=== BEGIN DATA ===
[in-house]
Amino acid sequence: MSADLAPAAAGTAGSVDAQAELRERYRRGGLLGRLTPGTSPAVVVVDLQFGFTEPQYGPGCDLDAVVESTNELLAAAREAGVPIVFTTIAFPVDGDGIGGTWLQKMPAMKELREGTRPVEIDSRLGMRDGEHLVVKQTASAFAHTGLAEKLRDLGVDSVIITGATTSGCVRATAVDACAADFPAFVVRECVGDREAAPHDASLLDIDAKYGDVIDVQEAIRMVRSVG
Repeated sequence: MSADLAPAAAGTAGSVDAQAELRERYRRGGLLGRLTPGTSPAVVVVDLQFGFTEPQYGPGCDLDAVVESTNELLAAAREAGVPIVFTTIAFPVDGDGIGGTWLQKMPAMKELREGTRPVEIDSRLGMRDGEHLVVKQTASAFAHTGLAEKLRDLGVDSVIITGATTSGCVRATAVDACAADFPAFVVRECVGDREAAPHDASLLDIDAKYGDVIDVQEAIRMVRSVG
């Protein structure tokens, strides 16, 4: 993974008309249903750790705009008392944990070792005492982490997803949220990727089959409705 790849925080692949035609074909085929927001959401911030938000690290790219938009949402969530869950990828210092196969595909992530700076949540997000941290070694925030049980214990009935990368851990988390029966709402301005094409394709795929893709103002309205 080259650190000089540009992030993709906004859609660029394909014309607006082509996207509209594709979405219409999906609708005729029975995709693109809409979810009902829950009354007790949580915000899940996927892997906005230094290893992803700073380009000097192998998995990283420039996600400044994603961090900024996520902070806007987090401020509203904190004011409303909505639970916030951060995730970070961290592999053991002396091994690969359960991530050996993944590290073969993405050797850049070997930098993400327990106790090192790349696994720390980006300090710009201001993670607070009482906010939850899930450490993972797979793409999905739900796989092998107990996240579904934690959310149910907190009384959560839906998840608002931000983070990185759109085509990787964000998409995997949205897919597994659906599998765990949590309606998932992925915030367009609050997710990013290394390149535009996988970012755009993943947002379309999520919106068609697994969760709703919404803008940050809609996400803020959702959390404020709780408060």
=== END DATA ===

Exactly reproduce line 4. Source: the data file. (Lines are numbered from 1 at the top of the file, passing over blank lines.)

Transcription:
């Protein structure tokens, strides 16, 4: 993974008309249903750790705009008392944990070792005492982490997803949220990727089959409705 790849925080692949035609074909085929927001959401911030938000690290790219938009949402969530869950990828210092196969595909992530700076949540997000941290070694925030049980214990009935990368851990988390029966709402301005094409394709795929893709103002309205 080259650190000089540009992030993709906004859609660029394909014309607006082509996207509209594709979405219409999906609708005729029975995709693109809409979810009902829950009354007790949580915000899940996927892997906005230094290893992803700073380009000097192998998995990283420039996600400044994603961090900024996520902070806007987090401020509203904190004011409303909505639970916030951060995730970070961290592999053991002396091994690969359960991530050996993944590290073969993405050797850049070997930098993400327990106790090192790349696994720390980006300090710009201001993670607070009482906010939850899930450490993972797979793409999905739900796989092998107990996240579904934690959310149910907190009384959560839906998840608002931000983070990185759109085509990787964000998409995997949205897919597994659906599998765990949590309606998932992925915030367009609050997710990013290394390149535009996988970012755009993943947002379309999520919106068609697994969760709703919404803008940050809609996400803020959702959390404020709780408060």